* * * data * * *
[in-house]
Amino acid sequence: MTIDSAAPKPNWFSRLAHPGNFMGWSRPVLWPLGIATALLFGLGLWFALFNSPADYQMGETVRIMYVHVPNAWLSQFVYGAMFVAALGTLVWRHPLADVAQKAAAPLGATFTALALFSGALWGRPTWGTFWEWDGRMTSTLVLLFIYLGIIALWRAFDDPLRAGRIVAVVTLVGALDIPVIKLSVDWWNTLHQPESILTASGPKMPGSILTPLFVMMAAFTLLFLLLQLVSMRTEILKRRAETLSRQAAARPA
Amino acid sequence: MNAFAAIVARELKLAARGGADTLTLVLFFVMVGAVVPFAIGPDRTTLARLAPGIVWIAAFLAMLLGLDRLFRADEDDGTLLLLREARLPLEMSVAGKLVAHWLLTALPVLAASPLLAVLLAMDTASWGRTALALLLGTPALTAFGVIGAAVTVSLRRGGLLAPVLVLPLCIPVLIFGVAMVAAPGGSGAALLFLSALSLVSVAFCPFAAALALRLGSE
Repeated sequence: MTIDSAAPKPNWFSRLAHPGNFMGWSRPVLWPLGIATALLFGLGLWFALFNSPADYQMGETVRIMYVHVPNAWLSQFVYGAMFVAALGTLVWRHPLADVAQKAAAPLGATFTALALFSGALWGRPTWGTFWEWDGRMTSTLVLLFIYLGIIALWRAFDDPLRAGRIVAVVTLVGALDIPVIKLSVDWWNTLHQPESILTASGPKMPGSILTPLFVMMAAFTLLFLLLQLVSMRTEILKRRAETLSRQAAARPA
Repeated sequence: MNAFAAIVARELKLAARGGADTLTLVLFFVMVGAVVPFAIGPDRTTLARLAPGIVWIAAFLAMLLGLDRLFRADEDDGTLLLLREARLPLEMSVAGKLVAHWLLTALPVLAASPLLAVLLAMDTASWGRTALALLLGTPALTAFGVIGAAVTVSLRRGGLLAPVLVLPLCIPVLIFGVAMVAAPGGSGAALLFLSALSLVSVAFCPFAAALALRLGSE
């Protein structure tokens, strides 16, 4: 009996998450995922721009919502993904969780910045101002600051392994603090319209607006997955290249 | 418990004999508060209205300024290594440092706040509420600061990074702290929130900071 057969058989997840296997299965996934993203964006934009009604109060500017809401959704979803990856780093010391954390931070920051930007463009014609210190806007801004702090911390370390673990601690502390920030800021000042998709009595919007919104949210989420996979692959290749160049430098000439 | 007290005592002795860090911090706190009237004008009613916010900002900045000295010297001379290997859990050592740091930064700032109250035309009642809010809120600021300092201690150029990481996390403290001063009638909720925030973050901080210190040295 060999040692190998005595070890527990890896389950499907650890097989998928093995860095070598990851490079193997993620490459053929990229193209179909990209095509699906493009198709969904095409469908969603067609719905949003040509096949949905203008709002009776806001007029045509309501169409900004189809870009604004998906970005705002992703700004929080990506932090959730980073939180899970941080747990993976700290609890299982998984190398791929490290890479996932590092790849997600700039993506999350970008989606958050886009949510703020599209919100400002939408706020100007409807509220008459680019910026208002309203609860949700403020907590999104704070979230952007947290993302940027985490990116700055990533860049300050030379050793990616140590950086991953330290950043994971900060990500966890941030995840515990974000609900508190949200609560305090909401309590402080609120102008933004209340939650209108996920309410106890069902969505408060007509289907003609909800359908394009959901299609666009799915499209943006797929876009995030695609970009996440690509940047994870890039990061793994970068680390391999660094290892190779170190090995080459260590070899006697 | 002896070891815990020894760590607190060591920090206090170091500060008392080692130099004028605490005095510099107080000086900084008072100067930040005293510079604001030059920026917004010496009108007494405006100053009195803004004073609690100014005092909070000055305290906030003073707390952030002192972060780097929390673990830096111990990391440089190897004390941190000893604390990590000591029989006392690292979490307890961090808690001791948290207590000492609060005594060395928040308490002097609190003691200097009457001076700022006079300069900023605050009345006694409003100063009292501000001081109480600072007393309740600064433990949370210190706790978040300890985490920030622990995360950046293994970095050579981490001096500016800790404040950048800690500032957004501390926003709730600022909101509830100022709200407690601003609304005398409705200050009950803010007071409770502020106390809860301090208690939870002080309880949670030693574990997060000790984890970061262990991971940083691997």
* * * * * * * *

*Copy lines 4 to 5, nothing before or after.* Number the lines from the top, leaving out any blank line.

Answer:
Repeated sequence: MTIDSAAPKPNWFSRLAHPGNFMGWSRPVLWPLGIATALLFGLGLWFALFNSPADYQMGETVRIMYVHVPNAWLSQFVYGAMFVAALGTLVWRHPLADVAQKAAAPLGATFTALALFSGALWGRPTWGTFWEWDGRMTSTLVLLFIYLGIIALWRAFDDPLRAGRIVAVVTLVGALDIPVIKLSVDWWNTLHQPESILTASGPKMPGSILTPLFVMMAAFTLLFLLLQLVSMRTEILKRRAETLSRQAAARPA
Repeated sequence: MNAFAAIVARELKLAARGGADTLTLVLFFVMVGAVVPFAIGPDRTTLARLAPGIVWIAAFLAMLLGLDRLFRADEDDGTLLLLREARLPLEMSVAGKLVAHWLLTALPVLAASPLLAVLLAMDTASWGRTALALLLGTPALTAFGVIGAAVTVSLRRGGLLAPVLVLPLCIPVLIFGVAMVAAPGGSGAALLFLSALSLVSVAFCPFAAALALRLGSE